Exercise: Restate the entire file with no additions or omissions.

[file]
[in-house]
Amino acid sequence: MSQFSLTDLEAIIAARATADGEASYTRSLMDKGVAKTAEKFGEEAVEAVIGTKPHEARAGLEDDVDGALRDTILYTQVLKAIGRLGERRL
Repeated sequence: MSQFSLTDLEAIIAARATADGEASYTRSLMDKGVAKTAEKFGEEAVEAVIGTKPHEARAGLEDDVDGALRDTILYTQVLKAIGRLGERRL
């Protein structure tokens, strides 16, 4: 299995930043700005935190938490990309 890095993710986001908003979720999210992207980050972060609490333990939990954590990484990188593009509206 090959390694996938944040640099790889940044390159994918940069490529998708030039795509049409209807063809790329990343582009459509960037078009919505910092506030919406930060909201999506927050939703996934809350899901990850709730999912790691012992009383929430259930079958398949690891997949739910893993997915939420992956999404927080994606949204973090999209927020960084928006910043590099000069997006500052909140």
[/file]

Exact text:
[in-house]
Amino acid sequence: MSQFSLTDLEAIIAARATADGEASYTRSLMDKGVAKTAEKFGEEAVEAVIGTKPHEARAGLEDDVDGALRDTILYTQVLKAIGRLGERRL
Repeated sequence: MSQFSLTDLEAIIAARATADGEASYTRSLMDKGVAKTAEKFGEEAVEAVIGTKPHEARAGLEDDVDGALRDTILYTQVLKAIGRLGERRL
């Protein structure tokens, strides 16, 4: 299995930043700005935190938490990309 890095993710986001908003979720999210992207980050972060609490333990939990954590990484990188593009509206 090959390694996938944040640099790889940044390159994918940069490529998708030039795509049409209807063809790329990343582009459509960037078009919505910092506030919406930060909201999506927050939703996934809350899901990850709730999912790691012992009383929430259930079958398949690891997949739910893993997915939420992956999404927080994606949204973090999209927020960084928006910043590099000069997006500052909140």